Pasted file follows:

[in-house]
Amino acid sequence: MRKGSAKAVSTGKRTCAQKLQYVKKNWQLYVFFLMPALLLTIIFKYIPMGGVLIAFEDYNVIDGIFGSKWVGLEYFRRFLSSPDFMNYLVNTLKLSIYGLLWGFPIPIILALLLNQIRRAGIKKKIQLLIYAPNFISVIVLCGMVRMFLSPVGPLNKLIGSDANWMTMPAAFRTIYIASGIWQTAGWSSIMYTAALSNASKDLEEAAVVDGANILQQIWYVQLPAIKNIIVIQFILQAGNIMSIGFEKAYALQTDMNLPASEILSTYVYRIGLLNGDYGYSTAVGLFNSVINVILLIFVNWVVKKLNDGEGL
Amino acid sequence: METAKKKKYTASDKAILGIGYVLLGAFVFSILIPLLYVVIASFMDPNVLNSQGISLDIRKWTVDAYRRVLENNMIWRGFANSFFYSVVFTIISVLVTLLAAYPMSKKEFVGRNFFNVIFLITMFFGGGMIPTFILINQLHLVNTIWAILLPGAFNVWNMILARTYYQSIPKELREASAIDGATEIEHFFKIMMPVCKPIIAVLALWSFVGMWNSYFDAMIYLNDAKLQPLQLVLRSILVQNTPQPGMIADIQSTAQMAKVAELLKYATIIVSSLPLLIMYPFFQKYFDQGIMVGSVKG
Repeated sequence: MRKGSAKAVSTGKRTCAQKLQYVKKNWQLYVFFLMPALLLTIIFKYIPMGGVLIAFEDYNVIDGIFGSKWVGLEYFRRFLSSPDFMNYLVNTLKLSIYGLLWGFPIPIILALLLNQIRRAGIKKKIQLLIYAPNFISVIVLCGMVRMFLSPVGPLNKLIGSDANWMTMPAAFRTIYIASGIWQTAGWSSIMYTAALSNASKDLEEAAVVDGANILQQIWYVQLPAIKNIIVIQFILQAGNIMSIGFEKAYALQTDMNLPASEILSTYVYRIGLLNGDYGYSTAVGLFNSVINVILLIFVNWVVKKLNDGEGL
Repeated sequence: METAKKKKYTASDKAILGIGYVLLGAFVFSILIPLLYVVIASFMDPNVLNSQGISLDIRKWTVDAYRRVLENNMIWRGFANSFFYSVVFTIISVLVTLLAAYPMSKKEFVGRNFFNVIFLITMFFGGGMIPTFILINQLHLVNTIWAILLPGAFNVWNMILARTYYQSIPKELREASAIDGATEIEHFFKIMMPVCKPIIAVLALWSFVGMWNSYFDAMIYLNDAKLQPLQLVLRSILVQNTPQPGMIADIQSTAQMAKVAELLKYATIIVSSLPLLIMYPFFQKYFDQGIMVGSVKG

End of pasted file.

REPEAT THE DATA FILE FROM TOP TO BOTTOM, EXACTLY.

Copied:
[in-house]
Amino acid sequence: MRKGSAKAVSTGKRTCAQKLQYVKKNWQLYVFFLMPALLLTIIFKYIPMGGVLIAFEDYNVIDGIFGSKWVGLEYFRRFLSSPDFMNYLVNTLKLSIYGLLWGFPIPIILALLLNQIRRAGIKKKIQLLIYAPNFISVIVLCGMVRMFLSPVGPLNKLIGSDANWMTMPAAFRTIYIASGIWQTAGWSSIMYTAALSNASKDLEEAAVVDGANILQQIWYVQLPAIKNIIVIQFILQAGNIMSIGFEKAYALQTDMNLPASEILSTYVYRIGLLNGDYGYSTAVGLFNSVINVILLIFVNWVVKKLNDGEGL
Amino acid sequence: METAKKKKYTASDKAILGIGYVLLGAFVFSILIPLLYVVIASFMDPNVLNSQGISLDIRKWTVDAYRRVLENNMIWRGFANSFFYSVVFTIISVLVTLLAAYPMSKKEFVGRNFFNVIFLITMFFGGGMIPTFILINQLHLVNTIWAILLPGAFNVWNMILARTYYQSIPKELREASAIDGATEIEHFFKIMMPVCKPIIAVLALWSFVGMWNSYFDAMIYLNDAKLQPLQLVLRSILVQNTPQPGMIADIQSTAQMAKVAELLKYATIIVSSLPLLIMYPFFQKYFDQGIMVGSVKG
Repeated sequence: MRKGSAKAVSTGKRTCAQKLQYVKKNWQLYVFFLMPALLLTIIFKYIPMGGVLIAFEDYNVIDGIFGSKWVGLEYFRRFLSSPDFMNYLVNTLKLSIYGLLWGFPIPIILALLLNQIRRAGIKKKIQLLIYAPNFISVIVLCGMVRMFLSPVGPLNKLIGSDANWMTMPAAFRTIYIASGIWQTAGWSSIMYTAALSNASKDLEEAAVVDGANILQQIWYVQLPAIKNIIVIQFILQAGNIMSIGFEKAYALQTDMNLPASEILSTYVYRIGLLNGDYGYSTAVGLFNSVINVILLIFVNWVVKKLNDGEGL
Repeated sequence: METAKKKKYTASDKAILGIGYVLLGAFVFSILIPLLYVVIASFMDPNVLNSQGISLDIRKWTVDAYRRVLENNMIWRGFANSFFYSVVFTIISVLVTLLAAYPMSKKEFVGRNFFNVIFLITMFFGGGMIPTFILINQLHLVNTIWAILLPGAFNVWNMILARTYYQSIPKELREASAIDGATEIEHFFKIMMPVCKPIIAVLALWSFVGMWNSYFDAMIYLNDAKLQPLQLVLRSILVQNTPQPGMIADIQSTAQMAKVAELLKYATIIVSSLPLLIMYPFFQKYFDQGIMVGSVKG